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Longevity and Lifetime Labour Input: Data and Implications

  • Hazan, Moshe

The Ben-Porath (1967) mechanism suggests that prolonging the period during which individuals may receive returns on their investment spurs investment in human capital and causes growth. An important, albeit implicit implication of this mechanism is that the total labour input over a lifetime must increase as longevity does. Otherwise, the incentive to invest in education would not increase. We propose an empirical evaluation of the relevance of this mechanism to the transition from 'stagnation' to 'growth' in today’s developed economies. Specifically, we estimate the expected total lifetime working hours of consecutive cohorts of American men born between 1840 and 1970. Our results show that despite a gain of more than 15 years in life expectancy at the age 5, the expected total lifetime working hours have declined by more than 20 percent between the oldest and youngest cohorts. Furthermore, the similarity in the trends and the magnitudes of the determinants of total lifetime labour input between the US and many European countries suggest that our result is not confined to the US experience; rather, it is a robust feature of the process of development. We conclude that the Ben-Porath mechanism has had no effect on the accumulation of human capital during the growth process of the nineteenth and twentieth centuries.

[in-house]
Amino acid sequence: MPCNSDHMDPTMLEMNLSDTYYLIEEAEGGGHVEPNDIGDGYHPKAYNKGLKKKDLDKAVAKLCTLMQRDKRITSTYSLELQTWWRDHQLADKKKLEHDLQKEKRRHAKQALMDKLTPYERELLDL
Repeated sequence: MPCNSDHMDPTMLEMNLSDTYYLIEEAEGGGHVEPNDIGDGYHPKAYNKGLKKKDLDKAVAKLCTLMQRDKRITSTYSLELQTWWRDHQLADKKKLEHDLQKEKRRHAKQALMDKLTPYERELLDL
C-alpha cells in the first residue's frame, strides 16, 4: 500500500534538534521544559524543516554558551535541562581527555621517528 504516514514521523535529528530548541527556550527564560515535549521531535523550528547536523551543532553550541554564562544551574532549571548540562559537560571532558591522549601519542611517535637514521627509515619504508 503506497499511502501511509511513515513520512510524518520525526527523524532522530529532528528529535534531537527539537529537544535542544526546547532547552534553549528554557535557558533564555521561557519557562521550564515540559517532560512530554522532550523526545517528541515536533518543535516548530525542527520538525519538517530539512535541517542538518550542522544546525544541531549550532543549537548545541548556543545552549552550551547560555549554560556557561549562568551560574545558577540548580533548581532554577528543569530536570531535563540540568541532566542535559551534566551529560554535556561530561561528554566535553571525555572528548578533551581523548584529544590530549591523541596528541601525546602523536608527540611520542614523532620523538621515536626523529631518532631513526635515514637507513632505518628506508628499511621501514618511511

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Paper provided by C.E.P.R. Discussion Papers in its series CEPR Discussion Papers with number 5963.

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Date of creation: Nov 2006
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Handle: RePEc:cpr:ceprdp:5963
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  26. Vandenbroucke, Guillaume, 2009. "Trends in hours: The U.S. from 1900 to 1950," Journal of Economic Dynamics and Control, Elsevier, vol. 33(1), pages 237-249, January.
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